There is a figure much in the air in the aftermath of Finance Minister Joe Oliver’s 2015 federal budget: 15 per cent. You might wonder what it really signifies. The answer: nothing much.
I’m referring to the by-now-familiar claim that the Conservatives’ $2-billion income-splitting tax break helps out mainly, or even somehow only, the richest 15 per cent of Canadians. It comes up all the time. For instance, Liberal Leader Justin Trudeau alluded in the House to the Tories’ “$2-billion tax break for the wealthiest 15 per cent of Canadians,” while the NDP’s Thomas Mulcair said just outside the Commons that the “Conservatives are finding tax breaks for the wealthiest 15 per cent.”
That talismanic 15 per cent figure seems to be derived, in a distorted way, from a couple of prominent studies into income-splitting, most notably, the Parliamentary Budget Officer’s March 17 report on the controversial tax measure, which Prime Minister Stephen Harper announced last fall and dubbed the “Family Tax Cut.”
The cut lets couples with kids transfer income from the higher-earning to the lower-earning spouse, allowing that income to be taxed at the lower rate, up to a maximum saving of $2,000. The respected, independent PBO estimated that only 15 per cent of Canadian households would qualify, or about two million families.
But are these somehow the richest 15 per cent of Canadians? No, they are just those households with two parents and kids under 18. Not included are, for example, well-off empty-nesters or prosperous singles. (Struggling single-earner families and poor individuals are also out of luck, but more on that later.)
So income-splitting is clearly not only for the richest 15 per cent. But another question is worth asking: Among the two million eligible families, how is the $2 billion in total income-splitting tax relief divided up among those at different income levels? This is a question I tried to answer some weeks ago.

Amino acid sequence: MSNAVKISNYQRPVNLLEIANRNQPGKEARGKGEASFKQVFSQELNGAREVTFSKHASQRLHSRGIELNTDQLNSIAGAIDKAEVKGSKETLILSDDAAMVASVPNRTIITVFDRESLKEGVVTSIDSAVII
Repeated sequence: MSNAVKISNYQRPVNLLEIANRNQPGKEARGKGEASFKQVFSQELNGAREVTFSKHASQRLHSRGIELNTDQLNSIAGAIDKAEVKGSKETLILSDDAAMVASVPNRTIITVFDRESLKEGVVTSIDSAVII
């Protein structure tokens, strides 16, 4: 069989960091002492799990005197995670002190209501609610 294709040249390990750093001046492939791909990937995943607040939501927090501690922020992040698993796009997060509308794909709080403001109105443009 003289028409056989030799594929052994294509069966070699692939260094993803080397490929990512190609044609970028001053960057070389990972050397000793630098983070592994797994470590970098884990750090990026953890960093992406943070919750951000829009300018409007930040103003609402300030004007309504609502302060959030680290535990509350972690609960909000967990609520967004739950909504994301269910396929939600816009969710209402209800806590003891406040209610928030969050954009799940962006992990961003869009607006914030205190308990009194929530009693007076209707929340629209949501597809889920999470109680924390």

Oliver’s Finance department was typically unco-operative. But the PBO was extremely helpful, and provided this breakdown of where benefits flow.
|Family income||Families benefiting||Benefits ($000)||Share (%)||Average benefits ($)|
Among other things, the PBO’s figures show that, of all the families eligible for income-splitting, about 12 per cent, or some 233,000, earn $180,000 and better, and that top 12 per cent will pocket 13 per cent of the total benefits, or around $292 million. Most of the money is actually going to middle-income families.
More than one million families making $60,000 to $120,000 qualify, and they will collect 52 per cent of the total tax gains from income-splitting. On average, each family in this $60,000 to $120,000 range will cut its tax bill by $1,140, compared to an average household saving of $1,250 for those $180,000-and-up families.
If middle-income families are set to do fine out of income-splitting, the same can’t be said for lower-income households. Here’s the main problem. Finance department figures show there are 1.2 million families with kids that make $60,000 to $120,000; fully 83 per cent, more than one million, stand to benefit from income-splitting. But of the 1.7 million families with children that the department says have incomes falling under $60,000, a paltry 22 per cent, or 376,000, have the income structure that allows them to gain from income-splitting.
That is not fair. The problem with income-splitting isn’t that it is designed to benefit the best-off families; it’s that it is not designed to benefit those who are really struggling to make ends meet.
(NOTE: The headline on an earlier version of this post suggested that all Canadian families except the poorest benefited from income-splitting. That was incorrect and I’m sorry for the error. JG)